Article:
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Living history bridges a gap

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Fifth graders on a visit to the Seneca County Airport are dwarfed by the renovated B-17 Flying Fortress.

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TIFFIN - On his back underneath the B-17 bomber, Dan Tomczak gingerly hoisted himself into its ball turret, settling into a tight semicircle with his arms and feet above his head.

There, he assumed the position of a World War II ball turret gunner.

“You'd be in there up to eight hours,” he told a group of wide-eyed students gathered around the plane's underbelly. “It'd be 50 degrees below zero. The only thing you had to keep you warm was your electric underwear.”

Staring at the bubble-shaped compartment, Brandon Freundner was impressed.

“Can you believe a grown-up can fit inside there?” the Sycamore School fifth-grader asked a classmate.

“It didn't matter how comfortable you were,” Mr. Tomczak told the students. “Everybody had a job to do.”

Nearly 700 fifth-grade students from across Seneca County got a hands-on history lesson yesterday at the Seneca County Airport.

They looked curiously inside the B-17 “Flying Fortress,” legendary for its bombing raids on Germany and Japan, and toured a C-47, used to transport troops, cargo, and paratroopers during the war.

They watched with glee as the B-17 rumbled above the runway, dropping “candy parachutes” the students made in class - a take-off on the candy and gum that pilots dropped into West Berlin during a Soviet blockade in 1948-49.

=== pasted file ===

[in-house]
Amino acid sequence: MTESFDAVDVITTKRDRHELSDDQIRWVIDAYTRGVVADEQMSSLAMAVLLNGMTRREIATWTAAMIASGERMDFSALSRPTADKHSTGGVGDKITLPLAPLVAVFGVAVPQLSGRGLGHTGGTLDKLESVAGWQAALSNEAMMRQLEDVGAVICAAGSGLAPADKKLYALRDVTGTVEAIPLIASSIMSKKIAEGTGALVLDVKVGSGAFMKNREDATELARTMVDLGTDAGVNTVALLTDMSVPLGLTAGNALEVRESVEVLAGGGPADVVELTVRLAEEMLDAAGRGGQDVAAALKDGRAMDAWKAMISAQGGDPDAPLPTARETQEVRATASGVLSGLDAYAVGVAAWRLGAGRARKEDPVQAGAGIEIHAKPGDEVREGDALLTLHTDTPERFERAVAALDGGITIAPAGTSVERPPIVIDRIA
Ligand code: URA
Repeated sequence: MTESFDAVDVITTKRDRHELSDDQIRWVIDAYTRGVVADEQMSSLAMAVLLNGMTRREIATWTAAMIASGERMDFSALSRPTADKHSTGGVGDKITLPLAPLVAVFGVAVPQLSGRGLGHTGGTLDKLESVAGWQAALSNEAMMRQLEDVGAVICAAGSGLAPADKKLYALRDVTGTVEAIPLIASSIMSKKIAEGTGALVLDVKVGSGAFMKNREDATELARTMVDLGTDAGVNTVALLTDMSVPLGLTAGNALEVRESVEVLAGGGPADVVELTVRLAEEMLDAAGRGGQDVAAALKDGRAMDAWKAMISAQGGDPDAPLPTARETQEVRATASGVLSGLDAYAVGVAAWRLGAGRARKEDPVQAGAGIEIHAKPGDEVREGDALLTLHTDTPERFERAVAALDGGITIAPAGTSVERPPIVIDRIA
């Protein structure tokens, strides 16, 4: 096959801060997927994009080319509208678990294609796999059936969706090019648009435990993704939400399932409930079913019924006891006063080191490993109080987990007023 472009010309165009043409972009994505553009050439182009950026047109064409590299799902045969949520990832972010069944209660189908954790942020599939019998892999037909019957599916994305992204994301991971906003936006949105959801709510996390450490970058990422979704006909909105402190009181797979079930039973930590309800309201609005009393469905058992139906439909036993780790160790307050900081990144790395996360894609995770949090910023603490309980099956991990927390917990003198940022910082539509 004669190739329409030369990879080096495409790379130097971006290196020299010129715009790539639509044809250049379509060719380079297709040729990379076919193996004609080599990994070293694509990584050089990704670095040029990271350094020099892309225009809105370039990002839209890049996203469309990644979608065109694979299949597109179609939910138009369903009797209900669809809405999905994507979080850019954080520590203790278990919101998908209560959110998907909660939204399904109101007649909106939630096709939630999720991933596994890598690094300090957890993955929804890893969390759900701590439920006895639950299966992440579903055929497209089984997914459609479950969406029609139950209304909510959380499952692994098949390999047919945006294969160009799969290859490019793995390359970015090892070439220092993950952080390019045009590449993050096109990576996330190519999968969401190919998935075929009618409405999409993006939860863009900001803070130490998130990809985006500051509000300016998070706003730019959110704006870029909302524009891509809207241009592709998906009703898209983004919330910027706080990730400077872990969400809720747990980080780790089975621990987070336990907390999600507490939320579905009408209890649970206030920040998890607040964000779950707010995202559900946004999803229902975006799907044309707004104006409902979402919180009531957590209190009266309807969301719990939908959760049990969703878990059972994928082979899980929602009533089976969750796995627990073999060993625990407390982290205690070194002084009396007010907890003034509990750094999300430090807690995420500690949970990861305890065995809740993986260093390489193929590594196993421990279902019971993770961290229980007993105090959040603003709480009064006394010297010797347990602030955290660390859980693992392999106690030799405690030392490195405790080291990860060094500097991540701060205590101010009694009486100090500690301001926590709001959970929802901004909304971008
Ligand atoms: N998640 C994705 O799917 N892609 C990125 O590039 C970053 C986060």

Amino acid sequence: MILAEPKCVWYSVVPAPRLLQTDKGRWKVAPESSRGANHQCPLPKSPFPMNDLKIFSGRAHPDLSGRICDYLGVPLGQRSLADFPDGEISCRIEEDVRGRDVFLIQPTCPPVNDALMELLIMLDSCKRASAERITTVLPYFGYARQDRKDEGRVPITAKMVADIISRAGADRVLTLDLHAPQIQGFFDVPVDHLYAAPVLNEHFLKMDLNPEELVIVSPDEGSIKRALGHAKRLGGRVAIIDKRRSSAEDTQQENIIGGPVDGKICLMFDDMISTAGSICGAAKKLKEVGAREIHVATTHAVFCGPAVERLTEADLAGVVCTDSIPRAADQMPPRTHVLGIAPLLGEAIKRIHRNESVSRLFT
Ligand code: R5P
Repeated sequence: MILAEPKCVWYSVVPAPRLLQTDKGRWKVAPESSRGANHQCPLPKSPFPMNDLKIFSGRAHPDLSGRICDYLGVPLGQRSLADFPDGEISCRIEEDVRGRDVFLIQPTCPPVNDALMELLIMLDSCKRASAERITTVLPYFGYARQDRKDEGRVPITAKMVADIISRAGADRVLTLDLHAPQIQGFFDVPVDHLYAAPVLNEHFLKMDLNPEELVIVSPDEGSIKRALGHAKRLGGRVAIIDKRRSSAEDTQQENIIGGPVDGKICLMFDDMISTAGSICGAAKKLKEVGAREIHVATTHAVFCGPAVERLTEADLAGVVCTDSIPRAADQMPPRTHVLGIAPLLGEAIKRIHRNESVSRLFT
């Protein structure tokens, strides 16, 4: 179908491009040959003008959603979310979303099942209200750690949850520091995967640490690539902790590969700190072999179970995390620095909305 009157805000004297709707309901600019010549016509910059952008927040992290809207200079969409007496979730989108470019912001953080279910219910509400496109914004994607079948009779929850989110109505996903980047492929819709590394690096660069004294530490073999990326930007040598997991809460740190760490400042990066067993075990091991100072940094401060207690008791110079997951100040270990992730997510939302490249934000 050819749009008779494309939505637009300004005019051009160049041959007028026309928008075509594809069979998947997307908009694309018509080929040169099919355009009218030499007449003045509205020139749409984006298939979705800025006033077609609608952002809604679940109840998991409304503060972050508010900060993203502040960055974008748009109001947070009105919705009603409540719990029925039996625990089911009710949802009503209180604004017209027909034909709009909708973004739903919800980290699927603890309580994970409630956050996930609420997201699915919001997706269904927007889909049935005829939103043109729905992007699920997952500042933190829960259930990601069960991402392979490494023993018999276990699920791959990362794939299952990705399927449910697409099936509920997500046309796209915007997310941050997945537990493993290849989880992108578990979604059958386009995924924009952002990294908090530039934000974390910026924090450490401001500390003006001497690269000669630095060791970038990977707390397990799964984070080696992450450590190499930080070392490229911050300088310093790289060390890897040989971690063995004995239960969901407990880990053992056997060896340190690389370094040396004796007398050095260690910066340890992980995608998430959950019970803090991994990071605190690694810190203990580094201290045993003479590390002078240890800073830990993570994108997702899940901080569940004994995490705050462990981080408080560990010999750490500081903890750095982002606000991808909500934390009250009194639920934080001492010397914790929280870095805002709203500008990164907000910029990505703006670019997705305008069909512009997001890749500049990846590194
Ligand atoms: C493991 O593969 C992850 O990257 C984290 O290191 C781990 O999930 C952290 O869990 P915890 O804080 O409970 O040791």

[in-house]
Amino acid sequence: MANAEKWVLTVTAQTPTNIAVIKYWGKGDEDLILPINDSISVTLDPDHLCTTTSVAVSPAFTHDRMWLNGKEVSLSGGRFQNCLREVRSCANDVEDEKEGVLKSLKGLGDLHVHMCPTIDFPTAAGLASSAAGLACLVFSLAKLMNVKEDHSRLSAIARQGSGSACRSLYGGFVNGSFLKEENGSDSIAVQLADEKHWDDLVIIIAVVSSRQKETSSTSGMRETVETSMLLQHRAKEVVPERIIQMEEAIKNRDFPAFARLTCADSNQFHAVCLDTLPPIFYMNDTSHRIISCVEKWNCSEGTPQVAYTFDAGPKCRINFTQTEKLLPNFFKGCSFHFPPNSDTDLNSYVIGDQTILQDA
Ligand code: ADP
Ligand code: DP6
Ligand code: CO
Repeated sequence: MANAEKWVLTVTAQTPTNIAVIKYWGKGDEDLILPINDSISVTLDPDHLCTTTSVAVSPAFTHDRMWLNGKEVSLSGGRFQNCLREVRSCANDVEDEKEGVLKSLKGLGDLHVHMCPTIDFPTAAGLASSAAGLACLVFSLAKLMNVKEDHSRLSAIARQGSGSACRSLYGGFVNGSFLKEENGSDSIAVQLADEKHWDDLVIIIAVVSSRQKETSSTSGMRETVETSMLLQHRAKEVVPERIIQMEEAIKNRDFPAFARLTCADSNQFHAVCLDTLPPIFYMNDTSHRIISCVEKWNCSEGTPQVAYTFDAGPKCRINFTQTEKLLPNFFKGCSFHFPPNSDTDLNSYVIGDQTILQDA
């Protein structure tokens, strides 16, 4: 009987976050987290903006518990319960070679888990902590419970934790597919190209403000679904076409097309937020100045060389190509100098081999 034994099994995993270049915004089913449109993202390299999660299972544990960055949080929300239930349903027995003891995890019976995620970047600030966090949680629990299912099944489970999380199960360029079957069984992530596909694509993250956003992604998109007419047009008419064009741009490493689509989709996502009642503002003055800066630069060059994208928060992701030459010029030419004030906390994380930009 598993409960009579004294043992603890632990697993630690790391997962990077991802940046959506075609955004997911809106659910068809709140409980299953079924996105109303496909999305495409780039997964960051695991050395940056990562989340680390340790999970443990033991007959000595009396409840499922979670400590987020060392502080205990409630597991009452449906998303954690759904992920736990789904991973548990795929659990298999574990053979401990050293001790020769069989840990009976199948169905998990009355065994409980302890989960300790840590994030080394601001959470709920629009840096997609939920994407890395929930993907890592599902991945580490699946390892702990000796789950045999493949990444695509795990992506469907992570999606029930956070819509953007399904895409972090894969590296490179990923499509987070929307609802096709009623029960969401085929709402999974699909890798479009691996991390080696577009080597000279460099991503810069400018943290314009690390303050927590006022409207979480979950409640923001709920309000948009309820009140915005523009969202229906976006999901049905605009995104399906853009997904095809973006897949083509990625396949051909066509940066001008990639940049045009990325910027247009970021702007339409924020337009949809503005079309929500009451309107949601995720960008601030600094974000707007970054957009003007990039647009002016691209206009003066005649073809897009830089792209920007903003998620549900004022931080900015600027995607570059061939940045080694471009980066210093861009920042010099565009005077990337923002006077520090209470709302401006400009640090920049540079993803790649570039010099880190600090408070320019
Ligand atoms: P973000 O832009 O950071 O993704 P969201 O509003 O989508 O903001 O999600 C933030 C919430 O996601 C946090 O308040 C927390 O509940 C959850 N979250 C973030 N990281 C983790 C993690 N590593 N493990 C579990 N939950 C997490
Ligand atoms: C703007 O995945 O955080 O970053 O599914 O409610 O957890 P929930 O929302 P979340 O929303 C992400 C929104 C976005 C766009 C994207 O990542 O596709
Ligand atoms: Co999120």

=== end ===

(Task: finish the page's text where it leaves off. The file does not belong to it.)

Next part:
And they listened intently as decorated pilots told their stories of duty, combat, and sacrifice, lining up afterward to collect autographs from the elderly veterans.

“This is great for the kids,” said Mr. Tomczak, a member of the Yankee Air Force of Belleville, Mich., which owns the renovated B-17. “They really get to experience what their grandparents went through. Their stories - they won't be around in 10 more years. Now's the time to talk to them.”

The students heard from a group of several World War II veterans, including Charles McGee of the Tuskegee Airmen, Lt. Frank Speer, a P-51 ace, and Gail Halvorsen, who gained fame as the “Candy Bomber'' during the Berlin airlift, which foiled the Soviet blockade.

Speaking in one of the airport's hangars, Mr. Halvorsen told the students that the children of West Berlin taught him an important lesson about freedom. They craved the gum and candy he dropped to them, but even more, they craved freedom and were willing to sacrifice for it, he said.

“They knew what was important,” he said. “They had been through Hitler. It was a nightmare. They knew about Stalin. He was as bad or worse. Those kids in Berlin taught me ... don't trade principles for pleasure.”

Paul Hershner, an Air Force bombardier who flew 25 missions over Germany with the 303rd Bomb Group, signed B-17 photos for the students while sitting at a card table in front of the gleaming silver plane. Mr. Hershner, who lives in Columbus, said he and other World War II veterans know that time is running out for them to pass their experiences on to the children of the 21st century.

“We need contact with the youth, because they're going to carry the ball,” he said. “It's like Tom Brokaw said: There were 16 million of us, and now we're down to 6 million or so. And we're dying at the rate of 1,000 a month.”

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